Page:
14. Hi guys. I received the deluxe cd from Amazon on Saturday morning. I wrote the following thoughts about the cd on Sunday and posted on clayversity. If anyone cares to have a preview (really very general). If you wish to read,you can highlight the following. I received the album yesterday and luxuriated in its beauty as I was driving to and from an out of town wedding. I wanted to comment just briefly about it overall but look forward to discussing it track by track. I tried to resist listening too much to the snippets but wasn't totally successful. When listening to the album in its entirity, however, I found there was still much to surprise and delight me. What struck me right away is how much the orchestration plays in the power of this album. It often has a big band sound yet doesn't seem dated For those who like to identify certain sounds and phrasing that delight the ear, you have a cornacopia here. My current "sound" that I can not get enough of is his "baby" in Mack the Knife, towards the end of the song. If I was told that I could only ever hear one song again and I would be forced to choose, it might have to be "Mack The Knife". It is that good. About the liner notes. I read them first before listening. My first impression. Damn, Clay is a superb writer. The "journey" described in the first two sentences-just grabs you. He is so engaging, so honest and self-deprecating to boot. I was particulalry touched by his description of Dave Novik and felt so happy that clay has had this opportunity to work with hiim and the folks at decca. I can only feel the contrast he must have experienced relative to his time at RCA with some (many?) of the people there. I didn't read it as a FURCA but the phrase " unprecedented level of passion, enthusiasm, and talent" certainly can lead you in that direction. My second impression was that Clay wants to be recognized for his artistry. He wants very badly to earn the respect of his industry colleagues. He deserves this. I did not see a fragility in Clay as much as a vunerability which he so openly shared with the reader.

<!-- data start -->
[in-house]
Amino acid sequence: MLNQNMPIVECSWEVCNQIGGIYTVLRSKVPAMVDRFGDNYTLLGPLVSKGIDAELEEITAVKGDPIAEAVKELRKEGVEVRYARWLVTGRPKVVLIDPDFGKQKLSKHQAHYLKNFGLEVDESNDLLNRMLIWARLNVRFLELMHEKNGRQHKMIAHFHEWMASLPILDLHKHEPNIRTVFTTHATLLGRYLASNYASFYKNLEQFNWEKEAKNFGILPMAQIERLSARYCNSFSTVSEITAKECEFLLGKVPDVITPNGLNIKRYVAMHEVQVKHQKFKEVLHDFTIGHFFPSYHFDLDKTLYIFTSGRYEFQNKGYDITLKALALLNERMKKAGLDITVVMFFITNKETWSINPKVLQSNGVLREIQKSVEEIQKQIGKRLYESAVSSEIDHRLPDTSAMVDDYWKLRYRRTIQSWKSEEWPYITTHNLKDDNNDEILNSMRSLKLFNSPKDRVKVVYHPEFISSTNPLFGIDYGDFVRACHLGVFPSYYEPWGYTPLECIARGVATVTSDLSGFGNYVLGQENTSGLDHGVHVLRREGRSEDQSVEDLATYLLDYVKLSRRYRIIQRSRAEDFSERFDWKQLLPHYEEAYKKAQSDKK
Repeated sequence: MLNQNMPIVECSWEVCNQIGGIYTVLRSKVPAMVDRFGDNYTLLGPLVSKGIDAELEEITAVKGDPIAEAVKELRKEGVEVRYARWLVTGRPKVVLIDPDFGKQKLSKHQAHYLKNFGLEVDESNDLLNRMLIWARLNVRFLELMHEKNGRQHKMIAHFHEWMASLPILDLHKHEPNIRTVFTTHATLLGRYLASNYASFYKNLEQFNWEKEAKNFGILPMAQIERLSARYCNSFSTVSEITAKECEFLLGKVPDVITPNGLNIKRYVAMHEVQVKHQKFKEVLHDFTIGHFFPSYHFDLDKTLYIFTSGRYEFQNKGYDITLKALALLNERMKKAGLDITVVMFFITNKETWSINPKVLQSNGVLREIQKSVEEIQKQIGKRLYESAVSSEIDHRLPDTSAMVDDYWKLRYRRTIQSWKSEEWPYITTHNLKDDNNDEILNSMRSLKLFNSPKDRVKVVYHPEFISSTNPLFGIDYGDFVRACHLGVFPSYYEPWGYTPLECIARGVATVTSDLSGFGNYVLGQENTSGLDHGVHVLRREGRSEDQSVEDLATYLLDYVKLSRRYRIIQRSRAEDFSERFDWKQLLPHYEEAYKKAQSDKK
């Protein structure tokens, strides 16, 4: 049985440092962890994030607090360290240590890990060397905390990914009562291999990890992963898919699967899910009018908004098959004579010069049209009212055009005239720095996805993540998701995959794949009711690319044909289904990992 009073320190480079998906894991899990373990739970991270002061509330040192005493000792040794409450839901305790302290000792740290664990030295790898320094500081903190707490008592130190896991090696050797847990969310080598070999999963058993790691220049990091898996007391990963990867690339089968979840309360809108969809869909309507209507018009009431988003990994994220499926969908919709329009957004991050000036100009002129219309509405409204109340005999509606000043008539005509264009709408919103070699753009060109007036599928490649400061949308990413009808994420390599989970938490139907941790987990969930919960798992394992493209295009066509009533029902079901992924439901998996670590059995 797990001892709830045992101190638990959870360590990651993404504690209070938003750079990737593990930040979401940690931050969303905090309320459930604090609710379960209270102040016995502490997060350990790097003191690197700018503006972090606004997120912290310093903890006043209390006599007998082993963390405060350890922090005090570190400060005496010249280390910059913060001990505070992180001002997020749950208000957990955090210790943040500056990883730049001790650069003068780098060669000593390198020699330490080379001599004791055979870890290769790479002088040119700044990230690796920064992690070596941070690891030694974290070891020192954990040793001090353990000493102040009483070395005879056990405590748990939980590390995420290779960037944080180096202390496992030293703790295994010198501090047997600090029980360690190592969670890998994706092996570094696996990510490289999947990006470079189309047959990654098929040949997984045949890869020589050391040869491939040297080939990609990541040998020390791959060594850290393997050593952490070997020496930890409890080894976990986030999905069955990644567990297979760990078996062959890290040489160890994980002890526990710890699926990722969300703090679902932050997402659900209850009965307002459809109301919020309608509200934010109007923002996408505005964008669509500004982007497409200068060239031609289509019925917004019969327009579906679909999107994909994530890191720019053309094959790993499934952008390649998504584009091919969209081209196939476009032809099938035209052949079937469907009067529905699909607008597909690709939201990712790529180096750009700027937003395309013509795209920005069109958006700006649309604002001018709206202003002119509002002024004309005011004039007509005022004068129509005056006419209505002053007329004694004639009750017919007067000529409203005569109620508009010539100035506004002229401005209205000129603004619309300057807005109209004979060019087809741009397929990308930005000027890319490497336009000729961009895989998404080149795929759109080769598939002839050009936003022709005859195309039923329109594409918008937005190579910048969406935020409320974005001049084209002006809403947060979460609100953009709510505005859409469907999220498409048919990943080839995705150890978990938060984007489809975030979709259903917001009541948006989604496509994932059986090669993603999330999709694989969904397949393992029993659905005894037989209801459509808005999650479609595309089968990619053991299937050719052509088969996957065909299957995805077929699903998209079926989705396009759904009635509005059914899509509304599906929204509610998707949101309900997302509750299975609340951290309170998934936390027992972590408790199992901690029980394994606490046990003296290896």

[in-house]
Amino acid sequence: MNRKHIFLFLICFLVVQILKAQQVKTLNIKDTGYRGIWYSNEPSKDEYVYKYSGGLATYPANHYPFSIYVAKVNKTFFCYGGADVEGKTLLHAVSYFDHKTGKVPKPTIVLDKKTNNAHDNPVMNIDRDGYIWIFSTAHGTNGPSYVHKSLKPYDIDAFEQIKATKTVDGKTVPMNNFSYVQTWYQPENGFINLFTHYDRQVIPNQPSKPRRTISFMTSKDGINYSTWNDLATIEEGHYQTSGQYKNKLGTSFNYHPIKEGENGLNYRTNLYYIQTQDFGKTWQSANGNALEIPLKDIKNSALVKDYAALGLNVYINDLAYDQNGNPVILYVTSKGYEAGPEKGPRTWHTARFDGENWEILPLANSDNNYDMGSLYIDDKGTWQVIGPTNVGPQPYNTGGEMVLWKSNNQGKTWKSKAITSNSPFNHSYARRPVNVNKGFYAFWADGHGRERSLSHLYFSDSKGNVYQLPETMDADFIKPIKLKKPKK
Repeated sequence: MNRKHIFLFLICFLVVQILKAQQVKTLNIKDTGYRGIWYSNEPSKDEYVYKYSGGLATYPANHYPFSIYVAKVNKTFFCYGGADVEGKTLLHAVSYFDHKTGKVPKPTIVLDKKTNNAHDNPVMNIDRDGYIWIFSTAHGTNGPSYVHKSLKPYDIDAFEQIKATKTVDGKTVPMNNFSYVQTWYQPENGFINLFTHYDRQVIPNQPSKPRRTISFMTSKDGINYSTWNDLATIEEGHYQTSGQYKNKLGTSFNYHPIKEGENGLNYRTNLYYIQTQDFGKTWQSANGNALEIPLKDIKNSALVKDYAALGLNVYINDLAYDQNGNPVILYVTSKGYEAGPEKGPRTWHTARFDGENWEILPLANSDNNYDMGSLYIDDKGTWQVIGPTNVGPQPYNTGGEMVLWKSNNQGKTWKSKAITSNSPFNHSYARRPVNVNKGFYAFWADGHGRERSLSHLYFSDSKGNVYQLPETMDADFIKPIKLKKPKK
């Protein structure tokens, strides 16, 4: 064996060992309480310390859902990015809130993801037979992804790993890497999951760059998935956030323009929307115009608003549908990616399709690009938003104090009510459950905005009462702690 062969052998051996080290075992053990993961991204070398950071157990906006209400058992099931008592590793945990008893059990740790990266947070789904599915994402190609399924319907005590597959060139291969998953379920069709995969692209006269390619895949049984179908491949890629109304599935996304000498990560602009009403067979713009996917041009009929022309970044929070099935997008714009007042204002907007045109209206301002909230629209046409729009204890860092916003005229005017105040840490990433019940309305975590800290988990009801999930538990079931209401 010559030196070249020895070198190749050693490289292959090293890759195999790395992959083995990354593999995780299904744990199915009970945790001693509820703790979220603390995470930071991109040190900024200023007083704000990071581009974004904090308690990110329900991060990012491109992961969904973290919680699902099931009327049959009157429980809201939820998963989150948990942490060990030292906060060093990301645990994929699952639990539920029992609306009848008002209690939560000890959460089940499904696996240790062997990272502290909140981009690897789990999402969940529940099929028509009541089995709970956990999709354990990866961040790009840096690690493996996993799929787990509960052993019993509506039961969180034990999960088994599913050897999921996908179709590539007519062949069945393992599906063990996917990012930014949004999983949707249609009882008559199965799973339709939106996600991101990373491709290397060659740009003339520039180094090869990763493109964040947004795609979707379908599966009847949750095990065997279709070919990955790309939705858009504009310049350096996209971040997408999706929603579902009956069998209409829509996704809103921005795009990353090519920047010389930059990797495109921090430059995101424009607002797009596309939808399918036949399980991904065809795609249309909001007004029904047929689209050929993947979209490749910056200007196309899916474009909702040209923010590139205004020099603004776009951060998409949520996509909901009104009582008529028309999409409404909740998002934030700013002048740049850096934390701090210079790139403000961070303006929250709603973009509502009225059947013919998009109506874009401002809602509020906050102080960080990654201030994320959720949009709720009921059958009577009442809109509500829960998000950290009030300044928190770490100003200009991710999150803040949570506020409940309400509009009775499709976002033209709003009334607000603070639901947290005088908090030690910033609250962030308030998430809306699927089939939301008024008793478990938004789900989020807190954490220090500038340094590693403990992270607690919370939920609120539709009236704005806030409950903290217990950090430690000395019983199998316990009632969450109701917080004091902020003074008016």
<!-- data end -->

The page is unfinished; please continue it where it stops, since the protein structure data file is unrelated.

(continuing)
15. keepingfaithI hear you about Paul McCartney. I was 13, he was 21. My first love. And it was serious. I collected the Beatles pics that came with bubble gum and I was the dealer for these items at St. Joseph's elementary school where I was an 8th grader. I had a stack of those cards about 5 inches thick. I was the page editor of our school newspaper in high school and my fantasy was that I would be called to interview him and well, he would become as smitten with me as I was with him. Eight years difference didn't seem so bad when I became, say 17. The irony of it all was that I believe he met Linda Eastman when she was set to photograph him. Sigh, if only my people knew his people back in the day. Do you recall that MasterCard commercial that featured Paul a year or so ago? There was a clip of him on a jet ski (circa Help! I think) and he looked into the camera. Watching that on my tv over 40 years later, I had a visceral reaction of the most pleasant kind. I hadn't experienced that reaction to a celebrity until Clay (except for brief dalliences wiht Steve McQueen and No Way Out Kevin Costner). What amazing experiences you had with live music back then. I still maintain that the 60s and the 70s were the best decades for music. Both FM and AM radio rocked-they were distinctive in their offerings unlike now. I loved the pop radio and the alternative stuff as well-I was addicted to the music even back then. And that is what I love about Clay. I had drifted away from following much in the way of music, mostly listening to NPR. But Clay brought me back, and in a big way, to enjoying music of all genres. (Still not a big country fan but I did go see Vince Gill a few back and loved it). For those who would like to reminisce about the 60's, wxpn will be doing a retrospective of 1967 songs today -not sure if it is just during the lunch hour (noon EST). They are a public radio station that plays alternative music and they stream. They are pretty much all I listen to when not listening to clay in my car. www.xpn.org Warning: xpn is having their fund drive-they don't bother me but they drive some batty